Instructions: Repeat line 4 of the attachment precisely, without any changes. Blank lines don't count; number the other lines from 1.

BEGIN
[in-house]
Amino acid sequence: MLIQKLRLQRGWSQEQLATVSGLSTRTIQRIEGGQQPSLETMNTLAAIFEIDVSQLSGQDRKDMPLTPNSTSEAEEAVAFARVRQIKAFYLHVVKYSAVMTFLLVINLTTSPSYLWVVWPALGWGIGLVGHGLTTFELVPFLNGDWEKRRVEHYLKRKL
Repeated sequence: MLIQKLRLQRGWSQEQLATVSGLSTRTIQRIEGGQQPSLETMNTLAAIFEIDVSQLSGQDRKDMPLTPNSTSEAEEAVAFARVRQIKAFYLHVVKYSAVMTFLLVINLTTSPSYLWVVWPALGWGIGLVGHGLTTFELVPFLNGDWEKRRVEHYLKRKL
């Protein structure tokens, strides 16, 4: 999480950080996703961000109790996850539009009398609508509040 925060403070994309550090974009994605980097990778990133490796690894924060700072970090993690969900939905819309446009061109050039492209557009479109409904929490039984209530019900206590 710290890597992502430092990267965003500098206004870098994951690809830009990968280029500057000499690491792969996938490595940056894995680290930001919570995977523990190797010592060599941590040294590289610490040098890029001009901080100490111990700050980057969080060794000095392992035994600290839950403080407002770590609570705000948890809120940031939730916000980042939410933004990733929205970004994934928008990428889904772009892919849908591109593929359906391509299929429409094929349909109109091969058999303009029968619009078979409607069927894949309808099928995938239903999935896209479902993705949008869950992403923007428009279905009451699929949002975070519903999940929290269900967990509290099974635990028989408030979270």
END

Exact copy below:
């Protein structure tokens, strides 16, 4: 999480950080996703961000109790996850539009009398609508509040 925060403070994309550090974009994605980097990778990133490796690894924060700072970090993690969900939905819309446009061109050039492209557009479109409904929490039984209530019900206590 710290890597992502430092990267965003500098206004870098994951690809830009990968280029500057000499690491792969996938490595940056894995680290930001919570995977523990190797010592060599941590040294590289610490040098890029001009901080100490111990700050980057969080060794000095392992035994600290839950403080407002770590609570705000948890809120940031939730916000980042939410933004990733929205970004994934928008990428889904772009892919849908591109593929359906391509299929429409094929349909109109091969058999303009029968619009078979409607069927894949309808099928995938239903999935896209479902993705949008869950992403923007428009279905009451699929949002975070519903999940929290269900967990509290099974635990028989408030979270």